Implementation of nav2_bt_waypoint_follower

Hello everyone!

Our team is moving towards using Nav2 for our autonomy system, and i like to know how far in development is the nav2_bt_waypoint_follower package. I have tried on my own to use NavigateToPose action node but i could not get it to work. Is there some working repo that I can build upon and try to help with the development on it.


I’m not sure what you’re referencing with nav2_bt_waypoint_follower, something of that name isn’t in our roadmap or described in our ticketing system. You’d have to clarify what you mean by this to see if there are others in the community that might be open to collaborating with you to develop something new!

I suspect you mean just having a behavior tree XML that does waypoint following - which would not require a new package - that’s just a new BT configuration :slight_smile: I’d recommend looking over the resources that Davide has provided and this fantastic overview of behavior trees [1709.00084] Behavior Trees in Robotics and AI: An Introduction.


Thanks for the reply, i’ve seen nav2_bt_waypoint_follower in your documentation here, upon reading it again it could be under another name.
My plan is to make a new higher BT and use bt_navigator as subtree using the NavigateToPose action node. Am fairly new to this and I am now trying to implement this in my project and i am a little bit lost in the code. I hope that there is a repo where you use the action to see what I am doing wrong.

I’d recommend starting with the resources I pointed you out above!

You can.
There is an unresolved philosophical question that was never answered in my opinion.

If we have a high level BT that works as Task Planner and the BT in Nav2, shall we merge them together or keep them as two separate sub-system?

At some point this is a question that needs to be addressed by the community, because even for me it is unclear.

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I think that question has been answered, at least from my perspective. You have them separated. It would be a massively bloated thing with alot of lack of general separation of concerns to try to embed your autonomy system with your navigation behavior at one time.

That’s not to say that’s the right answer for 100% of applications, but I think its the right answer in at least 90% of applications.

There are certain primitives interface though that could be expanded, why we have the Navigator plugins now. If, for instance, you wanted to make a WPF interface in addition to NavigateToPose and NavigateThroughPoses (though you could probably just use the NavigateThroughPoses as WPF has the same information and largely the same intent). But the things driving the navigation request primitives should be a higher level system, which could be another behavior tree, FSM, custom application or what have you.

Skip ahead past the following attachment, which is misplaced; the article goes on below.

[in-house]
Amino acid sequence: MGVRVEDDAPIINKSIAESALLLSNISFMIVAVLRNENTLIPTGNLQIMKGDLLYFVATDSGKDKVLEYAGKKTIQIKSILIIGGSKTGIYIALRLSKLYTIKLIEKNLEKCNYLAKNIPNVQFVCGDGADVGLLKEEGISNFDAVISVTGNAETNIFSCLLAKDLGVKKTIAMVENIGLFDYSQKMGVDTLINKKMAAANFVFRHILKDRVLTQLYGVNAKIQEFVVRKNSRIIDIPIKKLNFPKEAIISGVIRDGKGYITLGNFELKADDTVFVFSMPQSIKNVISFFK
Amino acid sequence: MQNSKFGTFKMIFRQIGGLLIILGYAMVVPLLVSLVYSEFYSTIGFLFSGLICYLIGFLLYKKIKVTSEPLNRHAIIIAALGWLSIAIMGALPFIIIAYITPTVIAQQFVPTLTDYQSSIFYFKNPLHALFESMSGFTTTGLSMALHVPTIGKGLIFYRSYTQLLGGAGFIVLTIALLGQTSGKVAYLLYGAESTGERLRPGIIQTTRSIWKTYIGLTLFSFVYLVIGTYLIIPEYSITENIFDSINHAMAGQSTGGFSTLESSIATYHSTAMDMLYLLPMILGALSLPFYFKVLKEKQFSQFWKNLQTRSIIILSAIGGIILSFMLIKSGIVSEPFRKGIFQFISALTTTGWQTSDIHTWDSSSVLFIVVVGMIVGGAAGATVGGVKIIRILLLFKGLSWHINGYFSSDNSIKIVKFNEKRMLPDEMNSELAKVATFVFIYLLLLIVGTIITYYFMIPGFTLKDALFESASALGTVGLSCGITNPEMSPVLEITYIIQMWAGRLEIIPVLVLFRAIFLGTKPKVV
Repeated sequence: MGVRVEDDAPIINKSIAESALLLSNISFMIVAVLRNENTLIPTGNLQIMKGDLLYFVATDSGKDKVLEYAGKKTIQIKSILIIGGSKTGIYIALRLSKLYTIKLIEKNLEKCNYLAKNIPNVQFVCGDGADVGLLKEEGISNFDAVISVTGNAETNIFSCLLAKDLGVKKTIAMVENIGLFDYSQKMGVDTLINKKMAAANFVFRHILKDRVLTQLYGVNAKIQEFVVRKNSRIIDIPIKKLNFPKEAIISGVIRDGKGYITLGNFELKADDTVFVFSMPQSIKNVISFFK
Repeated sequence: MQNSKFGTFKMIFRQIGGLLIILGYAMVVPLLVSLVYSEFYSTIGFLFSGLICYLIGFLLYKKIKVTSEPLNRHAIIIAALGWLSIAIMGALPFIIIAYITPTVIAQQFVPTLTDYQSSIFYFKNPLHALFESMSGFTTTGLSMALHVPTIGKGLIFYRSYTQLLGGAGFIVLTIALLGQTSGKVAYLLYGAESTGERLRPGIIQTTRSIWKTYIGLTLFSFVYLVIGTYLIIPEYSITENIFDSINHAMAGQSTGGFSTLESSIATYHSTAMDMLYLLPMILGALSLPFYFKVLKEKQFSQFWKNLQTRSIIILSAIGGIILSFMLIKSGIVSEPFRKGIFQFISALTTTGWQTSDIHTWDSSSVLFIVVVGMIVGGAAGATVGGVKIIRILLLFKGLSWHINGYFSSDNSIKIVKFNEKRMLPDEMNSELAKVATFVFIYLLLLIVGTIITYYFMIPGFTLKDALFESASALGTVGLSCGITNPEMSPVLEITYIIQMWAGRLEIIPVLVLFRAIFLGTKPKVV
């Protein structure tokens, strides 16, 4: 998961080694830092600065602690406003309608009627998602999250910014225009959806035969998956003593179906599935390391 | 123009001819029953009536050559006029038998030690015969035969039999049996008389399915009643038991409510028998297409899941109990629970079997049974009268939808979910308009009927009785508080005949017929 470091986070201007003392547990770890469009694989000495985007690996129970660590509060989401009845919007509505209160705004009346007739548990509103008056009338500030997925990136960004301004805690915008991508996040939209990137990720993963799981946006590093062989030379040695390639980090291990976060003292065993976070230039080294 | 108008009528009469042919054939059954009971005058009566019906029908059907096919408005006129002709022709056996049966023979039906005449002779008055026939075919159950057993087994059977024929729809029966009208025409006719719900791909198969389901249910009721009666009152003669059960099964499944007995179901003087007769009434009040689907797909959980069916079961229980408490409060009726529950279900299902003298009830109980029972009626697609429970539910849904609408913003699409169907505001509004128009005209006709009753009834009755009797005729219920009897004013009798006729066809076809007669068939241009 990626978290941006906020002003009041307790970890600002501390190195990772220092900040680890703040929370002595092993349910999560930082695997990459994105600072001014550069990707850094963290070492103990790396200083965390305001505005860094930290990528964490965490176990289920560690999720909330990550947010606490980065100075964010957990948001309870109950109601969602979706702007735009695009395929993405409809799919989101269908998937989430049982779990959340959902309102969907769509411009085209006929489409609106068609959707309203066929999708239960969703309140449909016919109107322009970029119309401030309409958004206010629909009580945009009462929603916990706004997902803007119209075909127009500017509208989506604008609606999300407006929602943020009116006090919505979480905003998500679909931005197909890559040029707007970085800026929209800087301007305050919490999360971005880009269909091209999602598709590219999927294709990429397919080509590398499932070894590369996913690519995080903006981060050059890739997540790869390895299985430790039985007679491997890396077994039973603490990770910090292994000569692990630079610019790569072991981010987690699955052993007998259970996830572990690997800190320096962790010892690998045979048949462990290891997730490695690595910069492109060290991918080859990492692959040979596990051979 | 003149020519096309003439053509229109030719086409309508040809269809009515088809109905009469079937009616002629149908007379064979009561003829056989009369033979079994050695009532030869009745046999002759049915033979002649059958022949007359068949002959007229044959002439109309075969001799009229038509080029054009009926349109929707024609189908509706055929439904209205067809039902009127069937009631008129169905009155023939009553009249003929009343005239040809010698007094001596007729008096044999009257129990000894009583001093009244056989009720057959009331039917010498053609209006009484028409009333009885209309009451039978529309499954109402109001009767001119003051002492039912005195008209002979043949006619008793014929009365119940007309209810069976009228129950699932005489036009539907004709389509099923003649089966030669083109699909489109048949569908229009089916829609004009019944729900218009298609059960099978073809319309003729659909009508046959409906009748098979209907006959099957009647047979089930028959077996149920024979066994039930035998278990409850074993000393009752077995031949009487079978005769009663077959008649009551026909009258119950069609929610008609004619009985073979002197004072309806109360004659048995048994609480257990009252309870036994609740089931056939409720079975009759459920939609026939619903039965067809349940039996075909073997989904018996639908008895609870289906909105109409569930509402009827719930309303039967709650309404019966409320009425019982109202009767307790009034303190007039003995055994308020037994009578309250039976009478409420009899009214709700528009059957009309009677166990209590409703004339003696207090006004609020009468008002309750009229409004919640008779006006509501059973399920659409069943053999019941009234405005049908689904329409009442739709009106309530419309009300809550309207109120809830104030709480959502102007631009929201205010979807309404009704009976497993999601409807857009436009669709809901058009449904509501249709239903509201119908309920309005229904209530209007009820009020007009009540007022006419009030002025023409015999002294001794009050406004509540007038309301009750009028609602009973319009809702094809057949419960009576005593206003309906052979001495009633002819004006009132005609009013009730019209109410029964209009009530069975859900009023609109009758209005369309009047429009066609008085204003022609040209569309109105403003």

Coming from an academic angle, behavior based design for robotics has a long literary history. One publication I still recall from attending Prof. Ronald C. Arkin’s robotics course was his entire book on the subject:

  title={Behavior-based robotics},
  author={Ronald C. Arkin},
  publisher={MIT press}

The book is out of print, but you can search for it online using the the ISBN. Rereading the epub I found, I think these chapters are relevant:

  • Chapter 4 Behavior-Based Architectures 123
    • 4.1 What is a Robotic Architecture? 124
    • 4.3 Subsumption Architecture 130
    • 4.4 Motor Schemas 141
    • 4.5 Other Architectures 165
    • 4.6 Architectural Design Issues 172
  • Chapter 6 Hybrid Deliberative/Reactive Architectures 205
    • 6.1 Why Hybridize? 206
    • 6.3 Traditional Deliberative Planners 209
    • 6.4 Deliberation: To Plan or Not to Plan? 211
    • 6.5 Layering 213
    • 6.6 Representative Hybrid Architectures 214

Although the 1998 publication date predates much of the modern literature on behavior trees, it does provide a time capsuled perspective on the decades of robotic behavior based design research predating itself, particularly reflecting separation of concerns and subsumption between autonomy and navigation behaviors. Of course, simply perusing through more recent articles that either cite or are relate to this book could also be fruitful:

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This is a very interesting question! :slight_smile:

I think that the most BT-esque way would be to have all behavior in one behavior tree. At least that’s how I read [1709.00084] Behavior Trees in Robotics and AI: An Introduction.
But I am with @smac in that the separation of concerns is an important aspect of any architecture and it facilitates (among other things) testability of a system.

And I think we can do both by coupling the two (or more) BTs by a ROS action. This makes them functionally coupled, such that they can to a degree viewed as on behavior tree. While still allowing the two subtrees to be tested and architecturally viewed as separate.
Limitations of this are of course in the interface. I can not judge how tight the coupling via ROS action is, in terms of latency, different tick frequencies and how well the action return states can be mapped to BT return states (Running, Success and Failure).